While most people focus on Tiger's physical game, which of course is amazing in its own right, most people don't give enough credit to another very important part of his game: his mental toughness.
Is Woods really back to form? Do improvements in one's personal life equate to good results on the golf course? It would seem to make perfect sense, especially in a game like golf where the mental is often more powerful than the physical.
Is there really one person who can depict it all without contending with their fallible human vulnerabilities? There must be a healthier way to believe in heroism all together.
Friday night, PGA Tour rookie Charlie Beljan was wondering if he'd live another day. On Sunday afternoon, he was standing in the winner's circle of the Children's Miracle Network Hospitals Classic just outside Orlando, Fla.
Nike is a pioneer in endorsements, going as far as developing brands within its brand. The payoff has been huge, but the risk is high when hundreds of millions of dollars are invested in the reputation of fallible individuals.
Advertising, marketing, events, websites, apps, merchandise -- all based on the character of the heroic figure -- mean real job losses, real cancelled orders and real lost revenue.
Livestrong can survive the loss of Lance. It just needs to strike while the iron is hot and spread its identity well beyond one man.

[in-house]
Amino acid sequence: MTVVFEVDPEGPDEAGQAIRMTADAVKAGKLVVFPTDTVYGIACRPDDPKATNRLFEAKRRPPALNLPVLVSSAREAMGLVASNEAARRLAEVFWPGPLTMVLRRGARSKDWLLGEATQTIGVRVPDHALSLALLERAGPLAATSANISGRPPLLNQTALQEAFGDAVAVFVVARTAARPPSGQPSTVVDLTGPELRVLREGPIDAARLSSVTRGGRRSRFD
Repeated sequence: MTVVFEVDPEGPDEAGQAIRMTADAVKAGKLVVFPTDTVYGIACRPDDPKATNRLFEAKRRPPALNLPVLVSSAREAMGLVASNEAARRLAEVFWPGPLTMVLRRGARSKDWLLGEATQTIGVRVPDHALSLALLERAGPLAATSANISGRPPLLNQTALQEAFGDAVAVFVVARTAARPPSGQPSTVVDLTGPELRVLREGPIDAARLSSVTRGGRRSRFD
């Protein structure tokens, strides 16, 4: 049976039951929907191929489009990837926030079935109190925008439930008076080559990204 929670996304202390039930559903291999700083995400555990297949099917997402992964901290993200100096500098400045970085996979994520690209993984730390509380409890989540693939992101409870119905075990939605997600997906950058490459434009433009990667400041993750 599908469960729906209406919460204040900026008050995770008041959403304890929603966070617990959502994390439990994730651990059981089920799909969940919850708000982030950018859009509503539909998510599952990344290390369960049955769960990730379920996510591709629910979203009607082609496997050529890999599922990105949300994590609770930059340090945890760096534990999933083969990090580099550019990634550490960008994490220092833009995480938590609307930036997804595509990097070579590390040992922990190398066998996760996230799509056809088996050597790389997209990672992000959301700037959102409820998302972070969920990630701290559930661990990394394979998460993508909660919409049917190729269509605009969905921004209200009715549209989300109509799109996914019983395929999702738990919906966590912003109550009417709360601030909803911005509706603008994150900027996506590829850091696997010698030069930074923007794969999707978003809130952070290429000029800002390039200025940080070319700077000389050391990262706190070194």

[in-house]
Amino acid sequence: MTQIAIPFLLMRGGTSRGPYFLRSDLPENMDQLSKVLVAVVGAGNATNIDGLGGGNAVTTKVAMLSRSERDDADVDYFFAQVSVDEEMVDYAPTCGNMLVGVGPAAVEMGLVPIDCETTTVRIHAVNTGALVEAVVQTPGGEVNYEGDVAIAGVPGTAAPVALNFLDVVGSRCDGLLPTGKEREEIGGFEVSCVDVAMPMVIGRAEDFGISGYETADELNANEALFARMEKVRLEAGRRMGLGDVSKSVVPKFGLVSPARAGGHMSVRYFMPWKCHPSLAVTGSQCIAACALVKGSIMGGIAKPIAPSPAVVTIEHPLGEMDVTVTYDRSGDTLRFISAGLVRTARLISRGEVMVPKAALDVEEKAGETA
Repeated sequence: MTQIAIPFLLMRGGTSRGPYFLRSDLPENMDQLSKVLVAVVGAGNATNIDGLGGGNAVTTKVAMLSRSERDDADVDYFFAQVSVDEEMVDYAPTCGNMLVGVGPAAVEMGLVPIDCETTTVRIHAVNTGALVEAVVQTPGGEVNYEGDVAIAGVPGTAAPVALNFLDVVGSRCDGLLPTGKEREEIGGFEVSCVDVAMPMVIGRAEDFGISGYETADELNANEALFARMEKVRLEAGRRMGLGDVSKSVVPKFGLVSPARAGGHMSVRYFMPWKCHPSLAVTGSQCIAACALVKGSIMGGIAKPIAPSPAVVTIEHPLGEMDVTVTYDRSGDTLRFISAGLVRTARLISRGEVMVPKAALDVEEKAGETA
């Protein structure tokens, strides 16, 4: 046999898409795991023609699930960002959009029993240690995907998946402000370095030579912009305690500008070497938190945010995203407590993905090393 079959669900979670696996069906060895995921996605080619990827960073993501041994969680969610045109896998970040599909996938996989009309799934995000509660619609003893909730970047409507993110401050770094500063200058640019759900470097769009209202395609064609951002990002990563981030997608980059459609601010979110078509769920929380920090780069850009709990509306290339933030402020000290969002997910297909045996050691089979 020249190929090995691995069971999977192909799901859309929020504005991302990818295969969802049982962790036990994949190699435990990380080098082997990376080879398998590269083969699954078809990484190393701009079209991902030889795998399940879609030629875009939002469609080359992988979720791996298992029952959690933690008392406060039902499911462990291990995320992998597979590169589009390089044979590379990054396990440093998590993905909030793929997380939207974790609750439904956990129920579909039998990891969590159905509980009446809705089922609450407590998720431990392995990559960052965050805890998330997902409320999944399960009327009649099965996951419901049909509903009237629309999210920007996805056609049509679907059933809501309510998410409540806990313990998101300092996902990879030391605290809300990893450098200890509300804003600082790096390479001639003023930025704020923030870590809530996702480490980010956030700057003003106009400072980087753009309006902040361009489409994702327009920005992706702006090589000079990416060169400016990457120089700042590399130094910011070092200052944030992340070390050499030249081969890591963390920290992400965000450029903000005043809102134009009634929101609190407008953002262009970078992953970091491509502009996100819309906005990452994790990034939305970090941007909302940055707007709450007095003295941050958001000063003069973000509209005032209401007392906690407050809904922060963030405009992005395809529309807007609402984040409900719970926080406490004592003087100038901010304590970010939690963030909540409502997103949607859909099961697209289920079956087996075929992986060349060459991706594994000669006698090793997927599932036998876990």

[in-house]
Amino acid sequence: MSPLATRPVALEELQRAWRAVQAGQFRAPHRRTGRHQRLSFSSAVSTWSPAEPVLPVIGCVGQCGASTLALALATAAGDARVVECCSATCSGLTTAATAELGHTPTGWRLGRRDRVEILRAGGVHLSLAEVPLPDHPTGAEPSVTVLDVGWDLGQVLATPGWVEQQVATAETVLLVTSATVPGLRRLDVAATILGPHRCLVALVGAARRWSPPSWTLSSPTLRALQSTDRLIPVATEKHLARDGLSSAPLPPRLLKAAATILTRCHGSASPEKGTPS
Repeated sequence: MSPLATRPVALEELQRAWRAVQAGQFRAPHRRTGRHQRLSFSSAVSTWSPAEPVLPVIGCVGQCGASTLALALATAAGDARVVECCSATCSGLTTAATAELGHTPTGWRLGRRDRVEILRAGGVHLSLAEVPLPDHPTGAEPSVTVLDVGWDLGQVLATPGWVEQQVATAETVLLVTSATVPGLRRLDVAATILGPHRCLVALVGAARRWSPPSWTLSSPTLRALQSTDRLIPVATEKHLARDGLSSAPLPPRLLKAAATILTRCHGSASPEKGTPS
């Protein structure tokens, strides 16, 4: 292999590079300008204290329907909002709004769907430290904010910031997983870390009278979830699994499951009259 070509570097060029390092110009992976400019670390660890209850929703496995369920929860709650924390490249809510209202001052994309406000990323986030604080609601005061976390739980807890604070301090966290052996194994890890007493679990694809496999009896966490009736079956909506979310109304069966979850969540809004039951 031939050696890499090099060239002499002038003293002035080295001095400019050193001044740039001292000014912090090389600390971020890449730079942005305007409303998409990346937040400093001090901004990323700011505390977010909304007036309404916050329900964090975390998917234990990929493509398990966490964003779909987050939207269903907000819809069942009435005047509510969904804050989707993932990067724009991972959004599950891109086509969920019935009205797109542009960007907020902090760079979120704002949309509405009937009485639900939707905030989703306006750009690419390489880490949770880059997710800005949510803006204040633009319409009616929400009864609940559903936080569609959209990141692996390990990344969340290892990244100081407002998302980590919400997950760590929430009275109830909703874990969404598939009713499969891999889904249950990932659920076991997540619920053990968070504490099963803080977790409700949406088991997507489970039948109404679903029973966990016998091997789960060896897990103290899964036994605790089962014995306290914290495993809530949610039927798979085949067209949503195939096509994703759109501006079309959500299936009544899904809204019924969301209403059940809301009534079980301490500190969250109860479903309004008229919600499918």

Whether you like Tiger Woods or not, there are lessons we can all learn from his time on the course, and it's not always those times he has wowed us with his unbelievable play -- but rather, the times he hasn't performed at his best.
As the final match reached Medinah's 17th hole, it was still unclear who'd be drinking champagne and who'd be flying back in shame, one thing though was certain -- this would be a Ryder cup to remember.
The Washington Nationals clinch the first Washington baseball postseason appearance since 1933. The Cincinnati Reds also clinch a postseason berth.
The Poltergeist Phenomenon is the first and only non-fiction book by Michael Clarkson. He says, "I would stress that I don't believe there's solid proof for them, but I would not say I don't believe in them."
I finally figured out what I love most about Roger Federer, even more than his elegance and class on the tennis court: His wife isn't beautiful.
There is no other sports event in Boston where the very, very best compete with the stakes so high and the calendar marked with X's with four straight days of competition guaranteed in writing.
Even the most savvy golf aficionado might struggle to explain the PGA Tour's FedEx Cup system to determine the PGA Tour Champion, now in its sixth year.
Armstrong might lose his seven titles, but he seems confident that he is in little danger of losing anything else. The public has become so inured to doping stories now that it pretty much assumes every athlete takes something or other in the race to the top.
"I was never that serious about my career, in terms of firing agents, pushing for jobs, things that like. Kids today are a lot more savvy. I was happy with what came along."